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«illustration credit 1 illustration credit 2 The World of Ice & Fire is a work of fiction. Names, characters, places, and incidents either are the ...»

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The arms of House Tyrell (center) and some houses of note, past and present, (clockwise from top), Caswell, Florent, Fossoway, Gardener, Hightower, Merryweather, Mullendore, Oakheart, Redwyne, Rowan, Tarly, and Ashford. (illustration credit 138) Gareth Tyrell and his son Leo performed their duties so ably that the Gardeners made the office of High Steward hereditary. Through the centuries, many generations of Tyrells served in that capacity.

Many became close confidants and advisors to their kings; some also acted as castellans in times of war. At least one ruled the Reach as regent during the minority of King Garland VI. King Gyles III Gardener declared the Tyrells to be “my most leal servants,” and King Mern VI was so pleased with them that he gave Ser Robert Tyrell the hand of his youngest daughter in marriage (thereby allowing their sons, grandsons, and all the generations to follow to claim descent from Garth Greenhand). That was the first marriage between House Gardener and House Tyrell, but nine more unions between the two houses followed in the centuries to come.

It was not their royal blood that made Aegon Targaryen choose to name the Tyrells as Lords of Highgarden, Wardens of the South, and Lords Paramount of the Reach after King Mern IX, the last of the Gardener kings, died, along with all his sons, upon the Field of Fire. Those honors were won by the prudence of Harlan Tyrell, who opened the gates of Highgarden at Aegon’s approach and pledged himself and his family to House Targaryen.

Afterward, a number of the other great houses of the Reach complained bitterly about being made vassals of an “upjumped steward” and insisted that their own blood was far nobler than that of the Tyrells. It cannot be denied that the Oakhearts of Old Oak, the Florents of Brightwater Keep, the Rowans of Goldengrove, the Peakes of Starpike, and the Redwynes of the Arbor all had older and more distinguished lineages than the Tyrells, and closer blood ties to House Gardener as well. Their protests were of no avail, however … mayhaps in part because all these houses had taken up arms against Aegon and his sisters on the Field of Fire, whereas the Tyrells had not.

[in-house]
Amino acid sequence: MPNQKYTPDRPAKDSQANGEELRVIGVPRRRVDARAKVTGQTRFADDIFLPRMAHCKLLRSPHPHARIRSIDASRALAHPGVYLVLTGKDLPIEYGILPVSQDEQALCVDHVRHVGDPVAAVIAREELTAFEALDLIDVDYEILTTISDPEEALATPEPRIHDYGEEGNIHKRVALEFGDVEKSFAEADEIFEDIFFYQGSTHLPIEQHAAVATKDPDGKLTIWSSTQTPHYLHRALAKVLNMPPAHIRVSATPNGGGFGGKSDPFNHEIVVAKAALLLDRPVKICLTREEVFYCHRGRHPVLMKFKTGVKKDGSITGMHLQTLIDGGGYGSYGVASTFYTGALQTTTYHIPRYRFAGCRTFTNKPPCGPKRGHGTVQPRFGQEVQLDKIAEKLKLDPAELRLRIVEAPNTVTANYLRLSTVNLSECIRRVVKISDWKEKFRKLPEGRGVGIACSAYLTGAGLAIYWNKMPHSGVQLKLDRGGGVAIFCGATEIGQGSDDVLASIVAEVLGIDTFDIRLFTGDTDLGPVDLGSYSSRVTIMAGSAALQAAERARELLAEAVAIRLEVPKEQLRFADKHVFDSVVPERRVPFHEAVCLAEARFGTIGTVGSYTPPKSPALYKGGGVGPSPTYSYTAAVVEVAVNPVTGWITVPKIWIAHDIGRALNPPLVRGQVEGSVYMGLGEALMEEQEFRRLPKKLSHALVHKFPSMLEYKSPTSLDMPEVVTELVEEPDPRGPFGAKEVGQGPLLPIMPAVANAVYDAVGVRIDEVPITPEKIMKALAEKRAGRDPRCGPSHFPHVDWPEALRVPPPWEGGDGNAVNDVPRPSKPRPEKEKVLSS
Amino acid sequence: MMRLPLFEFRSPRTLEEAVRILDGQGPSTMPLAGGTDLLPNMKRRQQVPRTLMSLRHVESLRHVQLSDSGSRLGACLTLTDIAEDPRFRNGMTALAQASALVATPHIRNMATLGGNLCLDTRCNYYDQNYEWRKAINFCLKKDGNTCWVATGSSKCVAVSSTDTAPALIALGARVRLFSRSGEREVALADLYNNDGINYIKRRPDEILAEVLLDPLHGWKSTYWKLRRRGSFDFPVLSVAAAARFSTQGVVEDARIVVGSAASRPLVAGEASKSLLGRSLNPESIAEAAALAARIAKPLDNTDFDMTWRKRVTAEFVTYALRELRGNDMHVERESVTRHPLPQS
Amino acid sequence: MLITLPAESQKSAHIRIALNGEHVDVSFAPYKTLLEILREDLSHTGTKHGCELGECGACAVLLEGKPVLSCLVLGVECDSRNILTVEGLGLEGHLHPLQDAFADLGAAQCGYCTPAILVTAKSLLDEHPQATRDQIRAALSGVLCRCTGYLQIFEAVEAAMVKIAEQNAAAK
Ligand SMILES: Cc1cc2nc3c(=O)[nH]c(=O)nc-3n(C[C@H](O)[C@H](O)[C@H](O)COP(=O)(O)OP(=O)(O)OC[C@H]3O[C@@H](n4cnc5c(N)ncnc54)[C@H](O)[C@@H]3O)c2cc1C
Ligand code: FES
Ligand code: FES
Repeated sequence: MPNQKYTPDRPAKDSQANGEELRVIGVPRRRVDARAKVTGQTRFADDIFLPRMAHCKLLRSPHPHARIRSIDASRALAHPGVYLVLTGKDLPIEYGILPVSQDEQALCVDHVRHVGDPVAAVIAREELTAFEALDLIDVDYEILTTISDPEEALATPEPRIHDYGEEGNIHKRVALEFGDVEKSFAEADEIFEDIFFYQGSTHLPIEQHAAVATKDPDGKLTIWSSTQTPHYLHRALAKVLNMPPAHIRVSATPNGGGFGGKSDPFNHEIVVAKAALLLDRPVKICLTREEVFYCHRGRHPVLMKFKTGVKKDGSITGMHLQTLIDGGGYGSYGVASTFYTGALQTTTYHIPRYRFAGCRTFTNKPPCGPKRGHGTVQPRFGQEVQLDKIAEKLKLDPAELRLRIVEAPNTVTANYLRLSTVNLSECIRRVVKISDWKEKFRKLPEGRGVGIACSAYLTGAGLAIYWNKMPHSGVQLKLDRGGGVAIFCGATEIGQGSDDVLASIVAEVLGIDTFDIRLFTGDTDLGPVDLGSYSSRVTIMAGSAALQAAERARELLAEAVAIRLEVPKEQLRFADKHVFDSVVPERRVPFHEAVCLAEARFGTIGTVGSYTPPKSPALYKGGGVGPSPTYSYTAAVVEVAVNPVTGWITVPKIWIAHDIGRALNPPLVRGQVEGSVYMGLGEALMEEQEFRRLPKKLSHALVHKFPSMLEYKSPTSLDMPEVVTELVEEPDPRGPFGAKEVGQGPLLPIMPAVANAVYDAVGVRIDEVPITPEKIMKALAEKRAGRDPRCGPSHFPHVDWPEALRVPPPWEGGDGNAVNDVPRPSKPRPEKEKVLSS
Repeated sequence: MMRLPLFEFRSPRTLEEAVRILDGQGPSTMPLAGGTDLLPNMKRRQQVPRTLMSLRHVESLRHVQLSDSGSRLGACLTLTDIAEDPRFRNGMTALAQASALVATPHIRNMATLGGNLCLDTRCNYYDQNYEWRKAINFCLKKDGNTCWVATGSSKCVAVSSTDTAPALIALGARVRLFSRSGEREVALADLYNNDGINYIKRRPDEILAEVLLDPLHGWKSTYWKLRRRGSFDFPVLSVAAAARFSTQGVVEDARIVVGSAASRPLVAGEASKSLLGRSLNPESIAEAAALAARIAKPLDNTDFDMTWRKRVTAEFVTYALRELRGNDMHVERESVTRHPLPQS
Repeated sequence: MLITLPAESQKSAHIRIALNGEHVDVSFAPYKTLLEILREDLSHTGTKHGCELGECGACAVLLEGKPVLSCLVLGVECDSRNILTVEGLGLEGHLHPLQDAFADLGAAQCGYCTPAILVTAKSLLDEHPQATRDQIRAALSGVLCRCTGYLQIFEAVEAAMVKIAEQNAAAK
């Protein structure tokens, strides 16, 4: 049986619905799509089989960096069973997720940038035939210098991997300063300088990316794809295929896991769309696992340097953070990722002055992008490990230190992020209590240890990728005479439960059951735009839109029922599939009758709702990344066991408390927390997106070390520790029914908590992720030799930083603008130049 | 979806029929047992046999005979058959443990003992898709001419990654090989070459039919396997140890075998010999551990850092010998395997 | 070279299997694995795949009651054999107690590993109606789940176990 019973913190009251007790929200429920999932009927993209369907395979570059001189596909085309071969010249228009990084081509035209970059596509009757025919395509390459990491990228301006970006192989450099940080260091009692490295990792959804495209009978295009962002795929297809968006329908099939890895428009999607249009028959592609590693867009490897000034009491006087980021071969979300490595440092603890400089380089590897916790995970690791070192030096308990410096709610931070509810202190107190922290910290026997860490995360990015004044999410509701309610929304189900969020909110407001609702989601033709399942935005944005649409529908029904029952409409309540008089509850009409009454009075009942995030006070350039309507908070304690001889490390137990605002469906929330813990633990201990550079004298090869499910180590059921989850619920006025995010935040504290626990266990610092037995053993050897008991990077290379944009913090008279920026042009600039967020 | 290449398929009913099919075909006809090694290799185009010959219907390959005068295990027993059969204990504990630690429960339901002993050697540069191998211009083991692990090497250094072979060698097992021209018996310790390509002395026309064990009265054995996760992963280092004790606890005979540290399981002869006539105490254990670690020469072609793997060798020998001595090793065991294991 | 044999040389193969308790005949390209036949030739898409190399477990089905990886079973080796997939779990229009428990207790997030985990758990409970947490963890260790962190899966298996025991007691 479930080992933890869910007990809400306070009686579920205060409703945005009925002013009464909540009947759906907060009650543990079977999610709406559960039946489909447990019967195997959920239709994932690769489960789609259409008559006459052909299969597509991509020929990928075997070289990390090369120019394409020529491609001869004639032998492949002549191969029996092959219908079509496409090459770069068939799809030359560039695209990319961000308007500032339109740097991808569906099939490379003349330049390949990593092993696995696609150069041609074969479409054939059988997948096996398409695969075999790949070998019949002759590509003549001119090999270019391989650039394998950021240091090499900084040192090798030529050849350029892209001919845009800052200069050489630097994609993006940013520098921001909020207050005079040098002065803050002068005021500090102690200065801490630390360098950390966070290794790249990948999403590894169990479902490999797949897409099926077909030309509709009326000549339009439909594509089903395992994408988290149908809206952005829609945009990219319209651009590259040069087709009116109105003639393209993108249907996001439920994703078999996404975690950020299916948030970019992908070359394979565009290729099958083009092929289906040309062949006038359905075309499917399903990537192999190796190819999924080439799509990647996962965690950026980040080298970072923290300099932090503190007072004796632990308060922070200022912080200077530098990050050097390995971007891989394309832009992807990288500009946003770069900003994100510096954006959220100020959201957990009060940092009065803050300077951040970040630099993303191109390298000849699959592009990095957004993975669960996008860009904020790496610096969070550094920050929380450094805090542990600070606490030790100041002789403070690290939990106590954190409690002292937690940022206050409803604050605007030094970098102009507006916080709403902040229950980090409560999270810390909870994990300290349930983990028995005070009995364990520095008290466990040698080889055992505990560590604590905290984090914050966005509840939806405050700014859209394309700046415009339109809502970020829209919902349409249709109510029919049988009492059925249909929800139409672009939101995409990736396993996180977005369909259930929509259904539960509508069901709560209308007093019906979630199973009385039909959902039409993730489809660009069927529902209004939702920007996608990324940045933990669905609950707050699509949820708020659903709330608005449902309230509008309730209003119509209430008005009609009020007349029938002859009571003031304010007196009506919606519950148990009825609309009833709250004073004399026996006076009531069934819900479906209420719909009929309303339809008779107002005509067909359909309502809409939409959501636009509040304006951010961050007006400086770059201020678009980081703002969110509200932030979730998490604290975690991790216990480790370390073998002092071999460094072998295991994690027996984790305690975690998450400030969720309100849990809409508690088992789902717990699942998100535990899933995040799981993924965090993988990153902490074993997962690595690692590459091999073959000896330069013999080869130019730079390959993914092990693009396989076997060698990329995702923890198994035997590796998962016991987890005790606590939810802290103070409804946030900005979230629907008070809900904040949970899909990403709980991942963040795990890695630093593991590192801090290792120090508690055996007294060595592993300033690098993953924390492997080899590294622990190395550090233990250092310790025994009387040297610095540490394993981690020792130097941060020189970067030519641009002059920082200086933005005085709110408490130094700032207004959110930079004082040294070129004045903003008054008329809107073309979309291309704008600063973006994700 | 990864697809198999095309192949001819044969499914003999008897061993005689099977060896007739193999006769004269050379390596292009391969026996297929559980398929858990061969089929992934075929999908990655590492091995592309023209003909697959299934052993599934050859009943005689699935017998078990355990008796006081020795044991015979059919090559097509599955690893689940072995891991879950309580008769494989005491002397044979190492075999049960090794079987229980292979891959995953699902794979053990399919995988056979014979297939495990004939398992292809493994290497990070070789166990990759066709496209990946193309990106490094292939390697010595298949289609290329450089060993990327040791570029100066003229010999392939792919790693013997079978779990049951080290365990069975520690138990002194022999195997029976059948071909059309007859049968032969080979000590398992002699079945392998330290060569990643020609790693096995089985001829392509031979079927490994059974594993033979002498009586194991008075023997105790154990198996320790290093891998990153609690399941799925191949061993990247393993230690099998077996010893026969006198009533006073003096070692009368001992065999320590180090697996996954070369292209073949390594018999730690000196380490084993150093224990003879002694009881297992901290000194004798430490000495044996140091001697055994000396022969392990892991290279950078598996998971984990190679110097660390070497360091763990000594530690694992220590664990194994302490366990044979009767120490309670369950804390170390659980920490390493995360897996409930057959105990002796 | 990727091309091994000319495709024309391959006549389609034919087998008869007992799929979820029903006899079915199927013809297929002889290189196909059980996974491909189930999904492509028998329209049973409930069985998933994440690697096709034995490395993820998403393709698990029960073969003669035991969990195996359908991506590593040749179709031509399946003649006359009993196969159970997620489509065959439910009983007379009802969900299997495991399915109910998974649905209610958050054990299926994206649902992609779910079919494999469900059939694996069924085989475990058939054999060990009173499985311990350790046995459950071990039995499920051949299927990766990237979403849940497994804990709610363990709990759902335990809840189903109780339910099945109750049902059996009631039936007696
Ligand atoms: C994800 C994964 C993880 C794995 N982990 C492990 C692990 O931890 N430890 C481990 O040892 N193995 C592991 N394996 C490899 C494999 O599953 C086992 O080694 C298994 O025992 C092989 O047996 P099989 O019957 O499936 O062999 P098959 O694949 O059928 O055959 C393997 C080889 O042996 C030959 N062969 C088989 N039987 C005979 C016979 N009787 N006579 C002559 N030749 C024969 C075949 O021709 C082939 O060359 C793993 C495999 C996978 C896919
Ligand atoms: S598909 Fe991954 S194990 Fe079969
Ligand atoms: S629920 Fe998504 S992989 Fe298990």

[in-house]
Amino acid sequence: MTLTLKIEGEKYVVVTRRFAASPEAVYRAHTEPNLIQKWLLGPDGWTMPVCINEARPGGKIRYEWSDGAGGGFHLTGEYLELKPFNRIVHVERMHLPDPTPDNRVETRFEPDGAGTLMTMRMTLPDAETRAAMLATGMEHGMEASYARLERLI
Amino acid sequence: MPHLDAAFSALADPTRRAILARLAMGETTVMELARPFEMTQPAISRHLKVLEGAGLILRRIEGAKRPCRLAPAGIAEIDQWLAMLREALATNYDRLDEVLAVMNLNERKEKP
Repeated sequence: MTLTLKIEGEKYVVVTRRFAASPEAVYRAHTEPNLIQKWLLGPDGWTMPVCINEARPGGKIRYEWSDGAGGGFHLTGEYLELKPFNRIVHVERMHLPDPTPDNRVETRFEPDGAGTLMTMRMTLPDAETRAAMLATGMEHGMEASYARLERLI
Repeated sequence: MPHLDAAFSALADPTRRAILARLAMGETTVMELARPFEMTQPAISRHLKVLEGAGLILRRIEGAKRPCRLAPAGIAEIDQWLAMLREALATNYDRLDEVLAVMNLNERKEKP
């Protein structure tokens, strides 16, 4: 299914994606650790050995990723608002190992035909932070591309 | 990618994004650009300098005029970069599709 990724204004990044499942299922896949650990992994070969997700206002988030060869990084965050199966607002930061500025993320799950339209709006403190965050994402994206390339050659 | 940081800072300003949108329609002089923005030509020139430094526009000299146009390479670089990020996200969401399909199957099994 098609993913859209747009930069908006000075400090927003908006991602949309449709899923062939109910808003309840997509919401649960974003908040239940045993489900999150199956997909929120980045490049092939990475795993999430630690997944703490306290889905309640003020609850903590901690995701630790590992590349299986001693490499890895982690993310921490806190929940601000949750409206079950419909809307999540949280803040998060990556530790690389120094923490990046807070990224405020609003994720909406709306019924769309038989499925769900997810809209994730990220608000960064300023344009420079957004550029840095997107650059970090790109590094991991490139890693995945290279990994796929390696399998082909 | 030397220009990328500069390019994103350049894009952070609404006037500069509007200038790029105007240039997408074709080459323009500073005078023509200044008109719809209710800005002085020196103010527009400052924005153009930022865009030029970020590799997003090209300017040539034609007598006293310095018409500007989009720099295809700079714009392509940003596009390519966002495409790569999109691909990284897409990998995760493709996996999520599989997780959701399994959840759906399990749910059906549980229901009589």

Aegon Targaryen’s judgment in this proved sound. Lord Harlan proved a capable steward for the Reach, though he only ruled until 5 AC, when he disappeared with his army in the deserts of Dorne during Aegon’s First Dornish War.

His son, Theo Tyrell, was understandably reluctant to become involved in any further attempts to conquer Dorne, but eventually became embroiled when the conflict spilled out beyond the Red Mountains. When the Targaryens at last made peace with Dorne, Lord Theo turned his attention to consolidating Tyrell power by arranging a council of septons and maesters to examine and finally dismiss some of the more persistent of the claims to Highgarden by those who insisted that the seat was theirs.

As Lords of Highgarden and Wardens of the South, the descendants of these “upjumped stewards” rank amongst the most powerful lords of the realm, and they have been called on to fight beneath the Targaryen banner on many occasions. For most of those occasions, they have come as called— though, wisely, they played no part in the Dance of the Dragons, as the young Lord Tyrell was at the time a babe in swaddling clothes, and his mother and castellan chose to keep Highgarden out of that dreadful, fratricidal bloodbath.

Later, when King Daeron I Targaryen (the Young Dragon) marched on Dorne, the Tyrells proved their valor by leading the main thrust over the Prince’s Pass. Having served faithfully, if perhaps too boldly, Lord Lyonel Tyrell was given charge of Dorne after the Young Dragon returned in triumph to King’s Landing. His lordship succeeded in keeping the Dornishmen pacified for a time, only to suffer a gruesome death in the infamous bed of scorpions. His murder ignited the rising that swept Dorne, eventually bringing about the death of the Young Dragon at the age of eight-and-ten.

Of the Tyrells who succeeded the ill-fated Lord Lyonel at Highgarden in the years since, the most notable is Lord Leo Tyrell, a tourney champion remembered to this day as Leo Longthorn. Many consider him the finest jouster ever to couch a lance. Lord Leo also won distinction during the First Blackfyre Rebellion, winning notable victories against Daemon Blackfyre’s adherents in the Reach, though his forces were unable to gather quickly enough to arrive in time for the Battle of the Redgrass Field.